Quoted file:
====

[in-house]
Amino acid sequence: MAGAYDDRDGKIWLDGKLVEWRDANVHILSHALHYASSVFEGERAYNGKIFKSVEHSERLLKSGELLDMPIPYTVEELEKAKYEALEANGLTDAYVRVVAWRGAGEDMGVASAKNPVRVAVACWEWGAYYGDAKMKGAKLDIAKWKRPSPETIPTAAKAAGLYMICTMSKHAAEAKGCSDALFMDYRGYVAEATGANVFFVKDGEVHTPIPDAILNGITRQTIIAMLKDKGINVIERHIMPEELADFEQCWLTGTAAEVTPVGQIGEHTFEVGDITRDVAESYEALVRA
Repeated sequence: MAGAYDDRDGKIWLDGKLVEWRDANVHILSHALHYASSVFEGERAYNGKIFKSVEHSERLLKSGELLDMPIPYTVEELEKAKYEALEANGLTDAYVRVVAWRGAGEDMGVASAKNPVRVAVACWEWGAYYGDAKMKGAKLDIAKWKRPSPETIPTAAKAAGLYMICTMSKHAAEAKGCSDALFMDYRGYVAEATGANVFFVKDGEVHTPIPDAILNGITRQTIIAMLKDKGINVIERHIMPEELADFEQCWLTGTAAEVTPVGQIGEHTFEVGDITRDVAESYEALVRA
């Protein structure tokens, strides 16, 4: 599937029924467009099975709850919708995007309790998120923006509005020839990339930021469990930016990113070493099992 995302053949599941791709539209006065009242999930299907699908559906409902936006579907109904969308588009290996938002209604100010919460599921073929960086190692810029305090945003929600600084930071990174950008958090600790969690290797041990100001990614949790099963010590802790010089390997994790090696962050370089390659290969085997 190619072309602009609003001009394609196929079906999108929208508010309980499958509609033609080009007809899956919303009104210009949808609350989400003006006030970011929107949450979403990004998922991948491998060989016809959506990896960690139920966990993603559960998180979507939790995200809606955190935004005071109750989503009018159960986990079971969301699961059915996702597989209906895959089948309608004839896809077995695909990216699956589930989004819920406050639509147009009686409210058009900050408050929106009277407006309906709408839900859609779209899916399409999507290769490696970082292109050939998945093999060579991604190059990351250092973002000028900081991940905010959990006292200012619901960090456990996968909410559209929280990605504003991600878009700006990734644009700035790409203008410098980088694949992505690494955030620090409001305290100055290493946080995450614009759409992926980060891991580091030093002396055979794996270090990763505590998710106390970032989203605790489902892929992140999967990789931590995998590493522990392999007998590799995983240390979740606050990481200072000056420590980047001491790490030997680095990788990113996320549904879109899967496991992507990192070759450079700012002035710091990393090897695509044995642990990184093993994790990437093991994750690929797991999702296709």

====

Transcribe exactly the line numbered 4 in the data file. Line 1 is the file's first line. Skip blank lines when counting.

């Protein structure tokens, strides 16, 4: 599937029924467009099975709850919708995007309790998120923006509005020839990339930021469990930016990113070493099992 995302053949599941791709539209006065009242999930299907699908559906409902936006579907109904969308588009290996938002209604100010919460599921073929960086190692810029305090945003929600600084930071990174950008958090600790969690290797041990100001990614949790099963010590802790010089390997994790090696962050370089390659290969085997 190619072309602009609003001009394609196929079906999108929208508010309980499958509609033609080009007809899956919303009104210009949808609350989400003006006030970011929107949450979403990004998922991948491998060989016809959506990896960690139920966990993603559960998180979507939790995200809606955190935004005071109750989503009018159960986990079971969301699961059915996702597989209906895959089948309608004839896809077995695909990216699956589930989004819920406050639509147009009686409210058009900050408050929106009277407006309906709408839900859609779209899916399409999507290769490696970082292109050939998945093999060579991604190059990351250092973002000028900081991940905010959990006292200012619901960090456990996968909410559209929280990605504003991600878009700006990734644009700035790409203008410098980088694949992505690494955030620090409001305290100055290493946080995450614009759409992926980060891991580091030093002396055979794996270090990763505590998710106390970032989203605790489902892929992140999967990789931590995998590493522990392999007998590799995983240390979740606050990481200072000056420590980047001491790490030997680095990788990113996320549904879109899967496991992507990192070759450079700012002035710091990393090897695509044995642990990184093993994790990437093991994750690929797991999702296709």